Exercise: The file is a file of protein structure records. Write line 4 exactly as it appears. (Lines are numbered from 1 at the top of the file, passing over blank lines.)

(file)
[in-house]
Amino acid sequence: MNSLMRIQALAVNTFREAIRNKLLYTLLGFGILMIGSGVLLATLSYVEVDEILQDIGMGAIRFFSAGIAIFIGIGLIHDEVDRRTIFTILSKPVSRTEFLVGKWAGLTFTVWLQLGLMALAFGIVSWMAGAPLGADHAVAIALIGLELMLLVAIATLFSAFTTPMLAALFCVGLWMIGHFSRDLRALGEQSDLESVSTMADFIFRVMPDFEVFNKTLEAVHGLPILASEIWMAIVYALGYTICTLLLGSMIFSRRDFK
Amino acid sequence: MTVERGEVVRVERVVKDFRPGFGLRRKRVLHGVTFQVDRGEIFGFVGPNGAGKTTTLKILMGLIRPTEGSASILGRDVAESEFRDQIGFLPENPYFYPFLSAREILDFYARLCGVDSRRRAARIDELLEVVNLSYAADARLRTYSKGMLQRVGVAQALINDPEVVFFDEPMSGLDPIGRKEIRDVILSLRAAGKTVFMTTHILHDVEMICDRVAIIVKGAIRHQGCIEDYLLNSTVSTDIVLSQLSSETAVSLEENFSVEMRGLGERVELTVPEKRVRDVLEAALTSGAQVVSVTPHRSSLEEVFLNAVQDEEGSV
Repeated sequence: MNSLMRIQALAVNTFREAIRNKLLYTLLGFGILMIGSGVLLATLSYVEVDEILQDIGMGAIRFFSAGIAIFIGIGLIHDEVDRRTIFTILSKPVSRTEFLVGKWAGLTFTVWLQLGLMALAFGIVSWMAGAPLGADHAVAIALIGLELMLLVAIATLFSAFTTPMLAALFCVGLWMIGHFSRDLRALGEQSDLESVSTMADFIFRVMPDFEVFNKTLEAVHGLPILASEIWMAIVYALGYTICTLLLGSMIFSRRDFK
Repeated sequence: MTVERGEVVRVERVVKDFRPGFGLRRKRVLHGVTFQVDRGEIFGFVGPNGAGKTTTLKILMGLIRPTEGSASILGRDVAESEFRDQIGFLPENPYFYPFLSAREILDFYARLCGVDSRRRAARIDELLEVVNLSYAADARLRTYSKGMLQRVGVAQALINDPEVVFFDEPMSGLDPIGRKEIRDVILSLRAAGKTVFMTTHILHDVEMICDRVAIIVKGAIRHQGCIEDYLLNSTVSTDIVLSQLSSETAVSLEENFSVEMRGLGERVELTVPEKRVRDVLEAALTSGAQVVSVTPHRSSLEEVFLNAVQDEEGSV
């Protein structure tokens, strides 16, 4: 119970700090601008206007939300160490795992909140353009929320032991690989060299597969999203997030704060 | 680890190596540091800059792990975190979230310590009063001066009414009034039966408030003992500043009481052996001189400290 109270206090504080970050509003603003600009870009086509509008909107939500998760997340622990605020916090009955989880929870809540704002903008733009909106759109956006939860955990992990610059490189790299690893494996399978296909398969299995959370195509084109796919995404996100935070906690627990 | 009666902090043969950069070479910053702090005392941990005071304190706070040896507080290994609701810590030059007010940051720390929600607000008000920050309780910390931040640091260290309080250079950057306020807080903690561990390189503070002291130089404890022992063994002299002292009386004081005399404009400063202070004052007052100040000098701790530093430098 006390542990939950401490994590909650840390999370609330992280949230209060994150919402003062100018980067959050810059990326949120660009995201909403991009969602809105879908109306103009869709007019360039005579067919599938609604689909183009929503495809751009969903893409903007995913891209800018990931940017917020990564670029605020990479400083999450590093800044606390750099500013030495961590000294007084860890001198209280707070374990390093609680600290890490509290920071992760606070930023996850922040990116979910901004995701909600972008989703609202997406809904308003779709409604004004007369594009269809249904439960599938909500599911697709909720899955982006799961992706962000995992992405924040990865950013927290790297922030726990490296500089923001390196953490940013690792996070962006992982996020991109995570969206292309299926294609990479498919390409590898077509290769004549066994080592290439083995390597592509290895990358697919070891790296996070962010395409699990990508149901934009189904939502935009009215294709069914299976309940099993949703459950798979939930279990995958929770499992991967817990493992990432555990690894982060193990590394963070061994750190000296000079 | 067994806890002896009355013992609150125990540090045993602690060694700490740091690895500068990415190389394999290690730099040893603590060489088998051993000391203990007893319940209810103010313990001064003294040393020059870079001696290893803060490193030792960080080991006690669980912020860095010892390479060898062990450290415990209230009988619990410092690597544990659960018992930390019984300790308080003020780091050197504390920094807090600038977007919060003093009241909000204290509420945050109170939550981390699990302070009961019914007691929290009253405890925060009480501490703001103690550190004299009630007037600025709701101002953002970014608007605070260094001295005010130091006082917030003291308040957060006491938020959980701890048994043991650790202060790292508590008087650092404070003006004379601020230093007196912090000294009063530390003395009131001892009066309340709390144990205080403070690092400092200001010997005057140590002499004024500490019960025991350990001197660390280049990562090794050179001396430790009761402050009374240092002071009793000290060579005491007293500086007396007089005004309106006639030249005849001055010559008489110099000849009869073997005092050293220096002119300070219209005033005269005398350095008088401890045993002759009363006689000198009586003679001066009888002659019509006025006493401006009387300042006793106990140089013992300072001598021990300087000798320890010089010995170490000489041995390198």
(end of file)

Repeated sequence: MNSLMRIQALAVNTFREAIRNKLLYTLLGFGILMIGSGVLLATLSYVEVDEILQDIGMGAIRFFSAGIAIFIGIGLIHDEVDRRTIFTILSKPVSRTEFLVGKWAGLTFTVWLQLGLMALAFGIVSWMAGAPLGADHAVAIALIGLELMLLVAIATLFSAFTTPMLAALFCVGLWMIGHFSRDLRALGEQSDLESVSTMADFIFRVMPDFEVFNKTLEAVHGLPILASEIWMAIVYALGYTICTLLLGSMIFSRRDFK